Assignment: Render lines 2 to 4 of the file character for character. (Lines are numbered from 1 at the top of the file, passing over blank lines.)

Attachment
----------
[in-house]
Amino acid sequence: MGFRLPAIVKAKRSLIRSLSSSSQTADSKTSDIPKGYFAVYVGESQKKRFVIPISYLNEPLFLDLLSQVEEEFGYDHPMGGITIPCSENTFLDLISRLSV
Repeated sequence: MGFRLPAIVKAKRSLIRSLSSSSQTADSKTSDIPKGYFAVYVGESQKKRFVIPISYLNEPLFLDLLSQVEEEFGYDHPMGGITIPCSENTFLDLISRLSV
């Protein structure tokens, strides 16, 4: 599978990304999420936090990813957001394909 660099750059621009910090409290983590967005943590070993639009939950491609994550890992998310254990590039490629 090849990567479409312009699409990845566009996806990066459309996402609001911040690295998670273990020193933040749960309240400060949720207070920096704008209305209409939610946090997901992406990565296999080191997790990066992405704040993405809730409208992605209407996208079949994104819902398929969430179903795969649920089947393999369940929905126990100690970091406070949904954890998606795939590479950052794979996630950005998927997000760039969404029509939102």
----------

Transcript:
Amino acid sequence: MGFRLPAIVKAKRSLIRSLSSSSQTADSKTSDIPKGYFAVYVGESQKKRFVIPISYLNEPLFLDLLSQVEEEFGYDHPMGGITIPCSENTFLDLISRLSV
Repeated sequence: MGFRLPAIVKAKRSLIRSLSSSSQTADSKTSDIPKGYFAVYVGESQKKRFVIPISYLNEPLFLDLLSQVEEEFGYDHPMGGITIPCSENTFLDLISRLSV
């Protein structure tokens, strides 16, 4: 599978990304999420936090990813957001394909 660099750059621009910090409290983590967005943590070993639009939950491609994550890992998310254990590039490629 090849990567479409312009699409990845566009996806990066459309996402609001911040690295998670273990020193933040749960309240400060949720207070920096704008209305209409939610946090997901992406990565296999080191997790990066992405704040993405809730409208992605209407996208079949994104819902398929969430179903795969649920089947393999369940929905126990100690970091406070949904954890998606795939590479950052794979996630950005998927997000760039969404029509939102």